In the future collecting and analyzing endogenous data through medical devices could be done by the patient himself at home. In this scenario, a redesign of medical devices must embody a specific form of authority and democratic power, as found in participative or collaborative design processes.
The research project investigates the possible realization and effects of such future devices on medical practice and care as well as on the practice of design. It is aimed to gain insights especially for the future role of designers and their social responsibility in the context of designing highly technical artifacts for our distributed heterogeneous societal practices.
Healthcare; Design; Democratization; Participation; Medical; Device
Through the use of real-time systems, medical processes will be optimized, because data will be provided right in time when it is needed and it could be continuously updated. This would affect both, the results, as well as their representation and mediation in the full impact of treatment.
The project REALTIME RESULTS examines how the use of real-time technologies in the field of healthcare would have an impact on patients and physicians, as well as on their medical practices and procedures. Further, the results of this work show ways opportunities and risks when using this technology when providing medical results.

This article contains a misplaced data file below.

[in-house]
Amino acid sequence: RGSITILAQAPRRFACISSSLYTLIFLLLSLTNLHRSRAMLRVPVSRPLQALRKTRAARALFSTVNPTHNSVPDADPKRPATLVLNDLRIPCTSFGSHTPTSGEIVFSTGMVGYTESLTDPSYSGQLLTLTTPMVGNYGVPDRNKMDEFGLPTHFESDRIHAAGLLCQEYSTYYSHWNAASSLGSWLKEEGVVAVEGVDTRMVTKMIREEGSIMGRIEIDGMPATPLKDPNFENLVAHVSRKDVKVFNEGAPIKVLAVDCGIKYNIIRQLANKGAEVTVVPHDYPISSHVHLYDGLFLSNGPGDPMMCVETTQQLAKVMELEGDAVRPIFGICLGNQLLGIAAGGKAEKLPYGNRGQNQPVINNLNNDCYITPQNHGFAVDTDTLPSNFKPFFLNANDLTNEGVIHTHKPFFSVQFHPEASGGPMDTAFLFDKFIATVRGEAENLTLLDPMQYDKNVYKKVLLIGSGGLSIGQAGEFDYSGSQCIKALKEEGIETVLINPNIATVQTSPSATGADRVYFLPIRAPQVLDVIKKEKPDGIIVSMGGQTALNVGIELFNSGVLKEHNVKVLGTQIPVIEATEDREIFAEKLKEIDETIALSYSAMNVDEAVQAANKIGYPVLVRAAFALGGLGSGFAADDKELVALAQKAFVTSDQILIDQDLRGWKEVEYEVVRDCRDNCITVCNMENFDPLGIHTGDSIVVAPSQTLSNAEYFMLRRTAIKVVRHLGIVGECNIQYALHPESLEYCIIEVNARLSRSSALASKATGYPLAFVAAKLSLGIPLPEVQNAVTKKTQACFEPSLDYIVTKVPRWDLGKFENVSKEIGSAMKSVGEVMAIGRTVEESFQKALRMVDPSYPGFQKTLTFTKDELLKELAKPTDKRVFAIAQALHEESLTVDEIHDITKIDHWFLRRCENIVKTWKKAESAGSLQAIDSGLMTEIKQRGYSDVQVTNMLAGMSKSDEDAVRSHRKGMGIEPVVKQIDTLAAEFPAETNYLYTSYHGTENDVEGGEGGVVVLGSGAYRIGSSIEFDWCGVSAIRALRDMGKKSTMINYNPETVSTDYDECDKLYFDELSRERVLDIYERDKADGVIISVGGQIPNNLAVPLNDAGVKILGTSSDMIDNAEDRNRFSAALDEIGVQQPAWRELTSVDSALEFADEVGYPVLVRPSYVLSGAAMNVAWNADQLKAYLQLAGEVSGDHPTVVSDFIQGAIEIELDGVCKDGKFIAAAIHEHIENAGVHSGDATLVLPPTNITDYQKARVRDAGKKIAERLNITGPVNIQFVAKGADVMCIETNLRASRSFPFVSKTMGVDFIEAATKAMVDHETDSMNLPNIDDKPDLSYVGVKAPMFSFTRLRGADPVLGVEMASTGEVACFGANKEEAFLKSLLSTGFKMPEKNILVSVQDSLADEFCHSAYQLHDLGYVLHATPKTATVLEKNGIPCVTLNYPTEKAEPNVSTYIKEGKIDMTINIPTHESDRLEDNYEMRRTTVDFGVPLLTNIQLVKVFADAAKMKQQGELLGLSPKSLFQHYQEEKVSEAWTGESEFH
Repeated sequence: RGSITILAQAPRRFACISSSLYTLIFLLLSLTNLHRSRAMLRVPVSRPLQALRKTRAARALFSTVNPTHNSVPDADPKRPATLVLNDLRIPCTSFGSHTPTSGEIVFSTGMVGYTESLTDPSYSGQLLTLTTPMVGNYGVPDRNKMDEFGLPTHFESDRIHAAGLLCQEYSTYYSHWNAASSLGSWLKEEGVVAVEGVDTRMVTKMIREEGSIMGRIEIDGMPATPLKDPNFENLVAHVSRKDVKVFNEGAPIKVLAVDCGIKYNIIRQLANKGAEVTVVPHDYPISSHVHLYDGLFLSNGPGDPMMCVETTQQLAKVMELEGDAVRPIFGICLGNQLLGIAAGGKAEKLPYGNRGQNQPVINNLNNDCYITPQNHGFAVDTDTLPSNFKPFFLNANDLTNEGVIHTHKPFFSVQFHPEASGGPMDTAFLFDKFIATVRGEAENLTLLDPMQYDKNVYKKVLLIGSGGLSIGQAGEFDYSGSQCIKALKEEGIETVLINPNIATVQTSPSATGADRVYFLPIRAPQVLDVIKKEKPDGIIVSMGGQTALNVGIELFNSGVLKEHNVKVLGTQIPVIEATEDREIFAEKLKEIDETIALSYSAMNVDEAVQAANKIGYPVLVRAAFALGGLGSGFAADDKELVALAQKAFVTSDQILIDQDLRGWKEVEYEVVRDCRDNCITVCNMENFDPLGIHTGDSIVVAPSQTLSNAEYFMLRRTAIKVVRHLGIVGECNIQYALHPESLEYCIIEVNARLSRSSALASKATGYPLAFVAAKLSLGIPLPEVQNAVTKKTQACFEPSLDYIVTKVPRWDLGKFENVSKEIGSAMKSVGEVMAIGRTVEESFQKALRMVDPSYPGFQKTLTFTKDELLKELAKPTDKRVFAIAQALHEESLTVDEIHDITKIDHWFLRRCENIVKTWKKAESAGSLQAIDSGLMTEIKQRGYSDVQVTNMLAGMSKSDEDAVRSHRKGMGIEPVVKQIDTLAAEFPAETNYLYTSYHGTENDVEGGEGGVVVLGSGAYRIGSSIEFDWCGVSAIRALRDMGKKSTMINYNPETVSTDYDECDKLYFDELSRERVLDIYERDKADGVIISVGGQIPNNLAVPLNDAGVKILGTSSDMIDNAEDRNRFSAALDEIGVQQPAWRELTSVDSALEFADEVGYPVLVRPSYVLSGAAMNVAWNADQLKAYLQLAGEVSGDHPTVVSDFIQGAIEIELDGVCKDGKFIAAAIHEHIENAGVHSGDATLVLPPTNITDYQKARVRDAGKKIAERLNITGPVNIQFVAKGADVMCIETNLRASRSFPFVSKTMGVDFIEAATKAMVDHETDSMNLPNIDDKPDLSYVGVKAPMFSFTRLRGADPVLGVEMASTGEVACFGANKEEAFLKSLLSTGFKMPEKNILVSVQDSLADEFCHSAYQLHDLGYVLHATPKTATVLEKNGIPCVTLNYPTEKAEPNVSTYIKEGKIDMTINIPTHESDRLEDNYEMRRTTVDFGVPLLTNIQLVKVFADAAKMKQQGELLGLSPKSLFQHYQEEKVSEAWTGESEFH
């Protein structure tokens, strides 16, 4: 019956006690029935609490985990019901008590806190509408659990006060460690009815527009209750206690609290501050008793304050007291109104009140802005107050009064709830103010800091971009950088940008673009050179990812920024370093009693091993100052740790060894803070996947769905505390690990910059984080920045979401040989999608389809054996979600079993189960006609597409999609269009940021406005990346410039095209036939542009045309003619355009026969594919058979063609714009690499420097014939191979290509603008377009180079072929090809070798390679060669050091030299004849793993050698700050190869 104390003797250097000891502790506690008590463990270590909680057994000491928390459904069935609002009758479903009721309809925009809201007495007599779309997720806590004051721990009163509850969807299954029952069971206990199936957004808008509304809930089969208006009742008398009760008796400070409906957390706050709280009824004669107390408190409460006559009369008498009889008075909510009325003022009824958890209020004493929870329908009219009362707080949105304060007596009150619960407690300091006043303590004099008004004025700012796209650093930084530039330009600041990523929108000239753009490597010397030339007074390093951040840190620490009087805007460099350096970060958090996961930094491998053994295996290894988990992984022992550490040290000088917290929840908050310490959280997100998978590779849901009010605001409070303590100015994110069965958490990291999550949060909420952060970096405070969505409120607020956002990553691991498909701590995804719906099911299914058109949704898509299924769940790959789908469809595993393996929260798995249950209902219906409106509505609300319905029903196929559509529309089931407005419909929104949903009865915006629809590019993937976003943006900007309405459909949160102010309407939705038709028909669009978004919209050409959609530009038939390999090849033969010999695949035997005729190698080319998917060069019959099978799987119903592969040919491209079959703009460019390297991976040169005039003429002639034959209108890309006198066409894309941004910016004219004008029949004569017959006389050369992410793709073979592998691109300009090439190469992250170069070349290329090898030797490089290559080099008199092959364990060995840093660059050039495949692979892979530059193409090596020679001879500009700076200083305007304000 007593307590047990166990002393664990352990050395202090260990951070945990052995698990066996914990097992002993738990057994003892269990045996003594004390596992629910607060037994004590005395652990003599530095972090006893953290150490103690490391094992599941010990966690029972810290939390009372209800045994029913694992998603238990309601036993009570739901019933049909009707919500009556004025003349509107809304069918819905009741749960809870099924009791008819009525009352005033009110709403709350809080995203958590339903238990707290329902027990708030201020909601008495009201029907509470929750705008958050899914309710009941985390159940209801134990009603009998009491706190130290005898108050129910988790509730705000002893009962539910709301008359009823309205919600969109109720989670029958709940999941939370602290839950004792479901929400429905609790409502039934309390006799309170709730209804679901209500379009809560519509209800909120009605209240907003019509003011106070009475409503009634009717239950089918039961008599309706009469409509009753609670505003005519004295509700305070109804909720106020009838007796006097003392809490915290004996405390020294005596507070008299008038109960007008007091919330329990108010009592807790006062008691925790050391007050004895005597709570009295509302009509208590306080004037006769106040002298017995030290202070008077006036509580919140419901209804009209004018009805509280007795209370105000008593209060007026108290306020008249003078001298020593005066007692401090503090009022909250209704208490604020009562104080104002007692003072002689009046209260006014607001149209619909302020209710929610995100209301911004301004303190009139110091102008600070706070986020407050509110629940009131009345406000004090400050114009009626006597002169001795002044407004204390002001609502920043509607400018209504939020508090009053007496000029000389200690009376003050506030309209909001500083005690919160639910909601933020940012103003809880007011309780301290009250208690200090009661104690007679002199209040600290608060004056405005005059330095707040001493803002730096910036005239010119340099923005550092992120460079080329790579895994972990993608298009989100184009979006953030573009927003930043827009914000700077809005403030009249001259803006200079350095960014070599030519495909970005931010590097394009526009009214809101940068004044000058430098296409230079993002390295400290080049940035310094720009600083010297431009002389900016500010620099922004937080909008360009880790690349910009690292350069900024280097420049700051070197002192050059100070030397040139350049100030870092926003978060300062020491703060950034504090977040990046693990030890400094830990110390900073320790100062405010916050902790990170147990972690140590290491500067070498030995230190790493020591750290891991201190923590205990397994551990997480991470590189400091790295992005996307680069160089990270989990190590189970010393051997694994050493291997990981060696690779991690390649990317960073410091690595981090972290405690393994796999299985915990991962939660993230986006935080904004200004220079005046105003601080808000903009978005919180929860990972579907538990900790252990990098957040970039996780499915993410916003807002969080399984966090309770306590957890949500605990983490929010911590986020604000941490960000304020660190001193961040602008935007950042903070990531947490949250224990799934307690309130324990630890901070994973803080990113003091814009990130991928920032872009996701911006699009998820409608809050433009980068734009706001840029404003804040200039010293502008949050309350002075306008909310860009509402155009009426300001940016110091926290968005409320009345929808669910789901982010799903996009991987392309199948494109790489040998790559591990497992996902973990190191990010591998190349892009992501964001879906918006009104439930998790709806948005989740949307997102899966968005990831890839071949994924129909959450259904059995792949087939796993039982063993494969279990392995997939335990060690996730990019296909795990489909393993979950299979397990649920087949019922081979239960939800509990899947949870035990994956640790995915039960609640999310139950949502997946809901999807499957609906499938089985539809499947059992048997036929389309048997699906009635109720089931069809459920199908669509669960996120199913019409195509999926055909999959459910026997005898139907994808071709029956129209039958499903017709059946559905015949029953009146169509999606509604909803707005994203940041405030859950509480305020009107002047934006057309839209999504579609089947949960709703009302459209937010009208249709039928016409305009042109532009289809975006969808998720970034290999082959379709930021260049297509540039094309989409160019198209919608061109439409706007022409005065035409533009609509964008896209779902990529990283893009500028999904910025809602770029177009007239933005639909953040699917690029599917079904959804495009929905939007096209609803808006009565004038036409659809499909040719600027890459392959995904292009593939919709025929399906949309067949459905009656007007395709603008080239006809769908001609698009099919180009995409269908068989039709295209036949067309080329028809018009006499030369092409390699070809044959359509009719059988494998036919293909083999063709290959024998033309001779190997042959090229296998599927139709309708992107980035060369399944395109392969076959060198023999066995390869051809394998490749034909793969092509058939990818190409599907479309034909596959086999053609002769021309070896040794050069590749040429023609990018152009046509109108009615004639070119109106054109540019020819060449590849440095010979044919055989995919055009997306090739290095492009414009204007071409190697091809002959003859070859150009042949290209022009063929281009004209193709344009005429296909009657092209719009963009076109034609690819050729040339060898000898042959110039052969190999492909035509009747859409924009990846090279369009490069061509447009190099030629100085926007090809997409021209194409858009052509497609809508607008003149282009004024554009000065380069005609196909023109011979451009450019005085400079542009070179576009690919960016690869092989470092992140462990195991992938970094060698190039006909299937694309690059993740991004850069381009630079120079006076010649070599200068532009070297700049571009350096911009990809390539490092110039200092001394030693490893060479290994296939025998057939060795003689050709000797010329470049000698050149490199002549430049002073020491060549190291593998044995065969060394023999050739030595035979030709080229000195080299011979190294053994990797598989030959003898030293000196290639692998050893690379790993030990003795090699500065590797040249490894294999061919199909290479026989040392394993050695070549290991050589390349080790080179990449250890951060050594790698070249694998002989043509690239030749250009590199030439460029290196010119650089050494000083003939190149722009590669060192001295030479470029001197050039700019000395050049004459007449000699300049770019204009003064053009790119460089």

For the future design of medical devices, which make use of real-time technologies, three priorities are presented in detail. These are applied in practical applications, for example in the field of diagnostic imaging, to show possible intersections, connections and effects of this technology for people, medical products and the system of healthcare.
Right until the late 18th century, animal and plant products were used as medicine, as well as human body parts and fluids. People believed, for example, that beans had a curative effect in kidney diseases, and because of their form, walnuts were used for treatments of the brain. In those days implications of natural products were mostly drawn from their form, taste or smell.
Today some companies make again use of these old mechanisms of cognition, and transfer the concept of tautological design to their products. The pharmaceutical company Merck, for example, recently developed a heartshaped tablet named „Concor“, which activates through the perception of form the implicit mental concept behind, that a heart-shaped pill is good for the heart. The shape and colour implicits in this case very obvious, the expected effect of the tablet. Because of this fact it is interesting to ask if objects, particularly for medical contexts, can be designed in such a way, that they have an impact on the healing process of the patient.